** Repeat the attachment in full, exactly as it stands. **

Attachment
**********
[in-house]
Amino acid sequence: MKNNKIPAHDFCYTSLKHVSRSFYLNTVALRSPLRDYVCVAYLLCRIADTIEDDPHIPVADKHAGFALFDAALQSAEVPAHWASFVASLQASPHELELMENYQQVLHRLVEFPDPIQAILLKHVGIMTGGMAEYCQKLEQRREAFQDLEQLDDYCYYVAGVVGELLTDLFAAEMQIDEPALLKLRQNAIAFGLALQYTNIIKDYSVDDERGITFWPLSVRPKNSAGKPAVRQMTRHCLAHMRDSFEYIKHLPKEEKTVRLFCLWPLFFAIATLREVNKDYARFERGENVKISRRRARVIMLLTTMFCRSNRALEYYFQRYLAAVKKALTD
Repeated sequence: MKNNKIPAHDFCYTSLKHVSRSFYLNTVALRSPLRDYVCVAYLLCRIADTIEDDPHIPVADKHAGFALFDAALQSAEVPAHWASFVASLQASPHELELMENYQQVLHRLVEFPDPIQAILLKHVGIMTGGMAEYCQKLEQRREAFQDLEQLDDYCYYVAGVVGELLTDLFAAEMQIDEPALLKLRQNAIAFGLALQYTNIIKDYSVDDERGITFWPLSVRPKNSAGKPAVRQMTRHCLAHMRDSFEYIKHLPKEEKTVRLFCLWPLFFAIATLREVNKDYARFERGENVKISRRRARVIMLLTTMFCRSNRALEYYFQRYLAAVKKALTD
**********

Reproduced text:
[in-house]
Amino acid sequence: MKNNKIPAHDFCYTSLKHVSRSFYLNTVALRSPLRDYVCVAYLLCRIADTIEDDPHIPVADKHAGFALFDAALQSAEVPAHWASFVASLQASPHELELMENYQQVLHRLVEFPDPIQAILLKHVGIMTGGMAEYCQKLEQRREAFQDLEQLDDYCYYVAGVVGELLTDLFAAEMQIDEPALLKLRQNAIAFGLALQYTNIIKDYSVDDERGITFWPLSVRPKNSAGKPAVRQMTRHCLAHMRDSFEYIKHLPKEEKTVRLFCLWPLFFAIATLREVNKDYARFERGENVKISRRRARVIMLLTTMFCRSNRALEYYFQRYLAAVKKALTD
Repeated sequence: MKNNKIPAHDFCYTSLKHVSRSFYLNTVALRSPLRDYVCVAYLLCRIADTIEDDPHIPVADKHAGFALFDAALQSAEVPAHWASFVASLQASPHELELMENYQQVLHRLVEFPDPIQAILLKHVGIMTGGMAEYCQKLEQRREAFQDLEQLDDYCYYVAGVVGELLTDLFAAEMQIDEPALLKLRQNAIAFGLALQYTNIIKDYSVDDERGITFWPLSVRPKNSAGKPAVRQMTRHCLAHMRDSFEYIKHLPKEEKTVRLFCLWPLFFAIATLREVNKDYARFERGENVKISRRRARVIMLLTTMFCRSNRALEYYFQRYLAAVKKALTD